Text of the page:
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British Airways

British Airways Bans Reclining Seats?

British Airways Bans Reclining Seats?
Joe Cortez

Flights under four hours will no longer feature reclining seats, starting with new aircraft deliveries

British Airways flyers no longer have to fear for their knees’ safety – but it comes at the loss of one of their core comforts in the skies. The Daily Mail reports the airline will remove reclining seats on short-haul flights by the end of the year as part of a cost-cutting measure.

The new locked seats will be installed on the airline’s new delivery of 35 Airbus A320neo and A321neo airframes, some of which will enter the flag carrier’s fleet by 2018. Current aircraft will be refitted in a cabin overhaul set to add new features to the customer experience.

“We’re also completely refurbishing the cabins of all of our existing A320 and A321 aircraft at Heathrow to improve quality and choice for our customers,” the airline told the Daily Mail in a statement. “We are installing at-seat power throughout the aircraft and will soon offer onboard WiFi.”

The British arm of International Airlines Group has targeted their short-haul domestic cabin for many cost-cutting measures in recent years. In December 2017, the carrier announced they would no longer offer two newspapers to short-haul flyers while introducing fees for meals on those same flights. With the newly announced move, some flyers are comparing British Airways to their low-cost competitors.

“I think I know which airline I will be traveling on after I have burnt all my Avios,” FlyerTalker chongcao wrote in a thread discussing the changes. “Ryanair looks more attractive day by day with its frequent…sales.”

However, some flyers look at the locked seats as an improvement in the passenger experience, claiming there’s no longer a need to fight for legroom with other passengers. “I see the inability to recline seats in short haul a positive!” Tobias-UK writes in the same thread. “I hate it when the passenger in front reclines.”

Overall, flyers have given British Airways’ seats a rating of three stars out of five in Skytrax reviews.

View Comments (10)

10 Comments

  1. rstruthe

    January 10, 2018 at 1:24 pm

    The end of British airways? Would take a reclining seat on Ryan Air over a locked seat on British Airways!

  2. nadabrainiac

    January 10, 2018 at 4:26 pm

    “Bans reclining seats”???

    You don’t bring your own seats on the plane – they are already installed. I guess that means that technically, with the exception of child seats, ALL seats have been banned on all airlines.

    Some free help with your language “skills”:

    ban
    verb
    1.officially or legally prohibit.
    “he was banned from driving for a year” (or, “he was banned from bringing a reclining seat on a BA flight”)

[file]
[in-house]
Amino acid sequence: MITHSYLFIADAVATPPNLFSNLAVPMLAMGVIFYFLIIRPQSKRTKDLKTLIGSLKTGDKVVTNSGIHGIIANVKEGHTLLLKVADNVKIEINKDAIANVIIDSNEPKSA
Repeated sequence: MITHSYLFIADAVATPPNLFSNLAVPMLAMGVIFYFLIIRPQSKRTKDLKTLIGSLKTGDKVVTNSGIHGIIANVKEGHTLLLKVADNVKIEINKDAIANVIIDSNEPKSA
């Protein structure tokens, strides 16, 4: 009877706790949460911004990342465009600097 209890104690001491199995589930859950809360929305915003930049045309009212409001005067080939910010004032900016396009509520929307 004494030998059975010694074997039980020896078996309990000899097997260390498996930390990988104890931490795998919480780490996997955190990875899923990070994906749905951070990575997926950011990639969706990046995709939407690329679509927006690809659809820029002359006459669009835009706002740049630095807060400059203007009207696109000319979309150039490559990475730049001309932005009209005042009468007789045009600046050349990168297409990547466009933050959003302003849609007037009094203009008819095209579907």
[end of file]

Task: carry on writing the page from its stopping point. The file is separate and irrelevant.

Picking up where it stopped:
synonyms: prohibit, forbid, veto, proscribe, disallow, outlaw, make illegal, embargo, bar, debar, block, stop, suppress, interdict;

  3. nadabrainiac

    January 10, 2018 at 4:34 pm

    rstruthe: I’ve flown numerous Ryanair legs and have never seen a reclining seat anywhere in the cabin. Several US and non-US airlines have a long history of providing seats that don’t recline, and some of them don’t limit that type of seating only to short-haul routes.

  4. Tailgater

    January 11, 2018 at 8:53 am

    I welcome non reclining seats! Myself, I don’t recline my seat if there’s someone behind. I consider it selfish to force the person behind to cope with a seatback inches away from one’s visage. Reminds me of somebody who, instead of staying seated, stands up at a concert blocking the view for people behind. Unless it’s just for applause or something, it’s selfish.

  5. sdsearch

    January 11, 2018 at 9:55 am

    This actually sounds like nothing more than cost-cutting. There are types of seats known as “articulating”, which are seats in which you reclining does NOT affect the person behind you, instead it affects YOUR OWN knee room. (In an articulating seats, “reclining” pushes your SEAT forward, and pulls the BOTTOM of your seat back forward.) BA could have gone for these seats, but it chose instead to cut costs and get rid of reclining totally instead. That sounds just plain CHEAP to me.

  6. wavery83

    January 11, 2018 at 10:01 am

    2nd that. Great idea. Reclining is a serious anti-social nuisance and if they do it in front of me they get my knee all flight.

  7. amanx

    January 11, 2018 at 1:41 pm

    i never ever recline on shrot haul. I will on an overnight long haul (but only after meal service). Too many idiot flyers will recline immediately, and during meal/drink service.

    I have no problem with short haul no recline, but think it should be under 4 hours.

  8. scottishpoet

    January 11, 2018 at 2:39 pm

    Not really sure why you have a picture of a 747 with this article as they will not (yet) be fitted with the seats that do not recline, only A320s and A321s

    Personally I think its great that seat in front of me on my 1 hour flight from London to Glasgow will not recline into me.

  9. kabroui

    January 12, 2018 at 2:56 am

    Wow..seriously wavery83? Reclining your seat is an anti social nuisance but yet you think it’s acceptable to knee people in the back who does so?

  10. weero

    weero

    January 18, 2018 at 1:16 pm

    I immediately recline after wheels up for the duration of the flight. People who think that they have long legs and that should keep others from reclining are a nuisance and need to be put in their place.

    I noticed that the worst seat-kickers start long before one has reclined and usually calm down after being confined by the recline for a while. Yet another reason to use the button earlier than later.

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